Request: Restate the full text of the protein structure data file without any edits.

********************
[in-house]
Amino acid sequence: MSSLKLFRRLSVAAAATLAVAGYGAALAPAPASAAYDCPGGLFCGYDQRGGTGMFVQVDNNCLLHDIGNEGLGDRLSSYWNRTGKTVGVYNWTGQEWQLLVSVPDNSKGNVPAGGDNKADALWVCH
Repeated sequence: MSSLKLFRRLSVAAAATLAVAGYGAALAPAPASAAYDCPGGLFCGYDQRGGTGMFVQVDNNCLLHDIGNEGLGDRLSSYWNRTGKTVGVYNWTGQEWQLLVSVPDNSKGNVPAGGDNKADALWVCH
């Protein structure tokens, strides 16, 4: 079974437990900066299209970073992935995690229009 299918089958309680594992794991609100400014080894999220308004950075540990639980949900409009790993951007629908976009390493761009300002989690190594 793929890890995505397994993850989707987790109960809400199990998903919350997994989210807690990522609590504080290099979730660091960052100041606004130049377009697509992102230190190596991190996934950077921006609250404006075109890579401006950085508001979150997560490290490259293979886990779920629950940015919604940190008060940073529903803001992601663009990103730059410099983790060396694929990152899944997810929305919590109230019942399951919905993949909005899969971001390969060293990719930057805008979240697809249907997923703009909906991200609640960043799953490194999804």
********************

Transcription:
[in-house]
Amino acid sequence: MSSLKLFRRLSVAAAATLAVAGYGAALAPAPASAAYDCPGGLFCGYDQRGGTGMFVQVDNNCLLHDIGNEGLGDRLSSYWNRTGKTVGVYNWTGQEWQLLVSVPDNSKGNVPAGGDNKADALWVCH
Repeated sequence: MSSLKLFRRLSVAAAATLAVAGYGAALAPAPASAAYDCPGGLFCGYDQRGGTGMFVQVDNNCLLHDIGNEGLGDRLSSYWNRTGKTVGVYNWTGQEWQLLVSVPDNSKGNVPAGGDNKADALWVCH
């Protein structure tokens, strides 16, 4: 079974437990900066299209970073992935995690229009 299918089958309680594992794991609100400014080894999220308004950075540990639980949900409009790993951007629908976009390493761009300002989690190594 793929890890995505397994993850989707987790109960809400199990998903919350997994989210807690990522609590504080290099979730660091960052100041606004130049377009697509992102230190190596991190996934950077921006609250404006075109890579401006950085508001979150997560490290490259293979886990779920629950940015919604940190008060940073529903803001992601663009990103730059410099983790060396694929990152899944997810929305919590109230019942399951919905993949909005899969971001390969060293990719930057805008979240697809249907997923703009909906991200609640960043799953490194999804």